Standard deviation of the residuals is 0.014 mag, consistent with that expected for the size of the telescope and stellar magnitude. Thus observational errors of an average value of 1/4 all observations should be as small as $\sigma\sim 0.014/\sqrt{180}\sim 0.001$ mag. However, the averages calculated by selecting 1/4 of points around minimum and maximum phases should differ by more than the (half)amplitude of the oscillation, consistent with well over $10\sigma$ significance level of detection even for the secondary oscillation. The AoV statistics used by us tends to yield higher significance levels than the above simple estimate.

Table 1: List of single-mode SX Phe variables in the field of M 55
star RA (J2000.0) Dec (J2000) P <V> <B> <B>-<V> AV
  hh:mm:sec deg:':'' [days]        
V16 19:40:09.20 -30:56:42.04 0.0534204(8) 16.94 17.32 0.38 0.016
V17 19:40:11.33 -30:59:25.06 0.0412615(3) 17.18 17.43 0.25 0.049
V18 19:40:06.87 -30:56:32.12 0.0465555(4) 16.98 17.32 0.34 0.029
V19 19:39:57.67 -30:57:01.31 0.0382367(2) 17.27 17.64 0.37 0.033
V20 19:39:54.95 -30:58:21.25 0.0332118(2) 17.04 17.34 0.30 0.102
V21 19:39:58.27 -30:59:06.05 0.1355924(2) 15.76 16.19 0.43 0.036
V22 19:40:07.80 -31:00:12.60 0.0456394(1) 16.81 17.17 0.36 0.337
V23 19:39:51.82 -30:55:52.83 0.0413989(3) 17.22 17.58 0.36 0.050
V24 19:39:45.49 -30:56:02.68 0.0418206(5) 17.06 17.40 0.34 0.026
V25 19:39:51.55 -30:56:21.27 0.0985309(1) 15.88 16.23 0.35 0.899
V26 19:39:47.06 -30:57:33.98 0.0820096(2) 16.11 16.51 0.40 0.173
V27 19:39:54.05 -30:58:07.46 0.0410265(5) 17.09 17.45 0.36 0.029
V28* 19:40:15.04 -31:05:15.03 0.0537630(6) 20.61 20.92 0.31 0.260
V29* 19:39:42.58 -30:55:58.34 0.0343115(2) 20.71 20.92 0.21 0.295
V30* 19:39:41.02 -30:50:25.23 0.0563464(5) 20.35 20.68 0.33 0.258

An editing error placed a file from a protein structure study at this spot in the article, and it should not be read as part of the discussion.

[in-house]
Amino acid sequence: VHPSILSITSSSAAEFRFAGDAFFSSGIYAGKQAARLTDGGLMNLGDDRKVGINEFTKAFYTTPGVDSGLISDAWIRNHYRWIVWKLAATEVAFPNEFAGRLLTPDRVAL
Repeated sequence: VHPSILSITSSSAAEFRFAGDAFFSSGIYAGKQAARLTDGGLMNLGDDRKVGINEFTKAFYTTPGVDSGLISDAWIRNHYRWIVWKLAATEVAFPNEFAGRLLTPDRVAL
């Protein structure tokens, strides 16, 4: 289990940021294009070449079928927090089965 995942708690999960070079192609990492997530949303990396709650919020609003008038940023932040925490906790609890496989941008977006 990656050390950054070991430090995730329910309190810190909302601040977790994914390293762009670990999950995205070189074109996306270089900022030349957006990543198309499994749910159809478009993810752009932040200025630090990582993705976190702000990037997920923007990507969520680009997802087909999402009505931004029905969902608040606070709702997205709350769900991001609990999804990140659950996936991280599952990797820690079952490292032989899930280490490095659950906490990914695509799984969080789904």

* Probable member of the Sagittarius dwarf galaxy.

3.3 Single mode SX Phe stars

The basic parameters derived for the single-mode oscillators are listed in Table 1, including the variable number, equatorial coordinates (J2000.0), derived periods, mean V-band magnitudes, mean B-band magnitudes, mean colors (<B>-<V>), and full amplitudes of the oscillations in V. Table 2 presents values of A1, R21, $\Phi_{21}$, R31, $\Phi_{31}$ measured for the single-mode variables. By analogy to Cepheids, we can look for the signature of the resonance between the radial pulsation modes in a $\Phi_{21}$-period plot (Fig. 5).

\end{figure} Figure 5: $\phi _{21}$-period relation for SX Phe stars in M 55
Open with DEXTER

This plot suggests that $\Phi_{21}$ is either constant within the observed period range with a weighted mean of $2.183 \pm 0.013$ or slightly increasing with the period, since according to the Fisher-Snedecor test the linear fit $\Phi_{21}=1.954+2.4(\pm1.0)P$is marginally better than a constant at confidence level 0.95. Our phases correspond to the sine Fourier series (Eq. (1)), for the cosine series the mean phase should be incremented by $\pi/2$. This taken into account, both our constant and linear solutions agree with Poretti (1999). Note that our result is based on a much broader period interval and hence has proportionally stronger weight. The smoothness of the phase does not reveal the presence of any resonance within the range of periods observed here. Curiously, within the errors the same phase difference holds for the principal oscillation of the double mode stars V31 and V32. These were included in the mean value quoted above.

Figure 6 presents the light curves of the single-mode SX Phe variables observed in the field of M 55.